"...we’re already seeing an upward trend in brand awareness. We have also seen positive increases in ROI where the brand is applied effectively. Staff engagement levels are high, with understanding and belief in our vision, mission, values and behaviours polling high. We’ve also had incredible feedback from new volunteers recruited after the public launch of the rebrand."

Put a figure on it

The Design Council investigated the strategic use of design and its effect on businesses.

In one such investigation they identified 250 participants classified as 'Design Alert businesses'. These businesses saw a significant 125% return on investment for every pound spent on design. 

These design alert businesses were also less likely to compete on price, indicating that design played a key role in influencing customer perceptions of value.

£1.00 spent

£2.25 Earned. 

That's fine, but how does that reflect in the third sector? A sector where that until recently brand was a dirty word associated with the consumerism of the commercial world. 

Design Alert Charities

What if we applied the Design Council study statement to charities?

'These design alert businesses charities were less likely to compete on price for funding and donations, indicating that design played a key role in influencing customer audience perceptions of value worth.'

Although they haven't been defined as such, there are large charities that I would class as 'Design alert' or 'Design led'.

In 2004 Macmillan was a top 10 fundraising charity but it ranked only 28th for awareness on the Charity Awareness Monitor.

After its £120,000 Wolff Ollins rebrand, the charity ranked eighth in awareness. Its income increased from £97.7m in 2005 to £118m in 2009, and it helped and advised twice as many people. The rebrand also resulted in the charity being taken more seriously by institutional funders and public bodies.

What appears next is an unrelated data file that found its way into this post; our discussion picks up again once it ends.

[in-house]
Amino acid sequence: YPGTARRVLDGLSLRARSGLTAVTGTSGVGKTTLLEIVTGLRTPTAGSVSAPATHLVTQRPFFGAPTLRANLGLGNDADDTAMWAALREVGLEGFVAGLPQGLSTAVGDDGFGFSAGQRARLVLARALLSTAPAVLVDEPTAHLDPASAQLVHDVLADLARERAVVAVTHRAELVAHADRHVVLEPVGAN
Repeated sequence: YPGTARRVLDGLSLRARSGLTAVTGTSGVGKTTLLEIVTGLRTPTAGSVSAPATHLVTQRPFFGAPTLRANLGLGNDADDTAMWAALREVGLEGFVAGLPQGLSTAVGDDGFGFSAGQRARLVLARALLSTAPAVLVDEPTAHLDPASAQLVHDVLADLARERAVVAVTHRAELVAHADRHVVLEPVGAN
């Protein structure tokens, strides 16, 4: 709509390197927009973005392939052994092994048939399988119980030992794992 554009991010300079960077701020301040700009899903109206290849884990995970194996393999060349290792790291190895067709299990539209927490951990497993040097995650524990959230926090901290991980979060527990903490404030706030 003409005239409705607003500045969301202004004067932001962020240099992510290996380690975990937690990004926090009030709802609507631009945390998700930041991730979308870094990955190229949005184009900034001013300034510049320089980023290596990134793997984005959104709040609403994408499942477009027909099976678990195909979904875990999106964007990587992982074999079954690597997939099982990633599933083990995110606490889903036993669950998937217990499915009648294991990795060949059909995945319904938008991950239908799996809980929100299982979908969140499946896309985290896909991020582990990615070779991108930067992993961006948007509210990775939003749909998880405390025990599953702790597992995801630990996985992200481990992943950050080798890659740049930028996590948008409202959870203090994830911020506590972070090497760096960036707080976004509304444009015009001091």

I appreciate that for smaller charities, Macmillan is the equivalent of Apple to a startup business. But startups look at other businesses strategies to see what makes them successful, what works and what doesn't. There's a pattern that they emulate and there's no reason that the third sector shouldn't be doing the same. 

I'll blog about other design led charities in more detail soon and the lessons that smaller charities can take from them.


A final point that also arose from another discussion was the fear of losing authenticity. If the charity applied a 'shiny new brand' would this signify that they no longer needed donations or the support of core donors?

I would argue that people's understanding of branding is much more sophisticated than it used to be. Authenticity is a key part of our brand process and, of course, you have to tread a fine line to get it right so that you don't alienate your existing supporters. But in the crowded and busy spheres that we operate today, why wouldn’t you strive to improve your message so that it speaks more clearly, emotively and directly to your audience? 

We’ve seen evidence from our own clients that a strong rebrand can be a gamechanger. In fact, they report being taken more seriously by the people they want to communicate with - be they the public, beneficiaries, donors, policymakers, staff, key stakeholders, partners or funding bodies - and increased interest in and engagement with what they do.